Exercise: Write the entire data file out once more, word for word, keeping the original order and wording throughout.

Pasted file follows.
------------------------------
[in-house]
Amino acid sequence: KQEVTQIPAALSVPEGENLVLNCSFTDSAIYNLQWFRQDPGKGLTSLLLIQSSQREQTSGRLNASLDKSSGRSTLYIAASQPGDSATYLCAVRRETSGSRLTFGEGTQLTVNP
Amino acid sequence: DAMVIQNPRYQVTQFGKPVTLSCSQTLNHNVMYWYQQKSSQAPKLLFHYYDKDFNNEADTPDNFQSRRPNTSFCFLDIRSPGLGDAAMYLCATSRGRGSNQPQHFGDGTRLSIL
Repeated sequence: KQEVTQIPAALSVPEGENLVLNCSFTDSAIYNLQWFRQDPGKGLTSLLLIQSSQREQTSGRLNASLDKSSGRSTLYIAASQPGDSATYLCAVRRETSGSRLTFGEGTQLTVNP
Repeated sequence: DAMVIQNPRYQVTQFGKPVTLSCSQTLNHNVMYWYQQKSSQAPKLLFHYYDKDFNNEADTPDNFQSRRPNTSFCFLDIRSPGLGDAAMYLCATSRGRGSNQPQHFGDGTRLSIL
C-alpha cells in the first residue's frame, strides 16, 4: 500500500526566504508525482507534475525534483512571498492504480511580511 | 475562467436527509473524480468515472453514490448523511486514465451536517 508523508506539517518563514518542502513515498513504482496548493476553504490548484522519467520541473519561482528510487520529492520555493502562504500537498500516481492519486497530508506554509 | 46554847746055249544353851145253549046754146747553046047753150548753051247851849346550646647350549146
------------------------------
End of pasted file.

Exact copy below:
[in-house]
Amino acid sequence: KQEVTQIPAALSVPEGENLVLNCSFTDSAIYNLQWFRQDPGKGLTSLLLIQSSQREQTSGRLNASLDKSSGRSTLYIAASQPGDSATYLCAVRRETSGSRLTFGEGTQLTVNP
Amino acid sequence: DAMVIQNPRYQVTQFGKPVTLSCSQTLNHNVMYWYQQKSSQAPKLLFHYYDKDFNNEADTPDNFQSRRPNTSFCFLDIRSPGLGDAAMYLCATSRGRGSNQPQHFGDGTRLSIL
Repeated sequence: KQEVTQIPAALSVPEGENLVLNCSFTDSAIYNLQWFRQDPGKGLTSLLLIQSSQREQTSGRLNASLDKSSGRSTLYIAASQPGDSATYLCAVRRETSGSRLTFGEGTQLTVNP
Repeated sequence: DAMVIQNPRYQVTQFGKPVTLSCSQTLNHNVMYWYQQKSSQAPKLLFHYYDKDFNNEADTPDNFQSRRPNTSFCFLDIRSPGLGDAAMYLCATSRGRGSNQPQHFGDGTRLSIL
C-alpha cells in the first residue's frame, strides 16, 4: 500500500526566504508525482507534475525534483512571498492504480511580511 | 475562467436527509473524480468515472453514490448523511486514465451536517 508523508506539517518563514518542502513515498513504482496548493476553504490548484522519467520541473519561482528510487520529492520555493502562504500537498500516481492519486497530508506554509 | 46554847746055249544353851145253549046754146747553046047753150548753051247851849346550646647350549146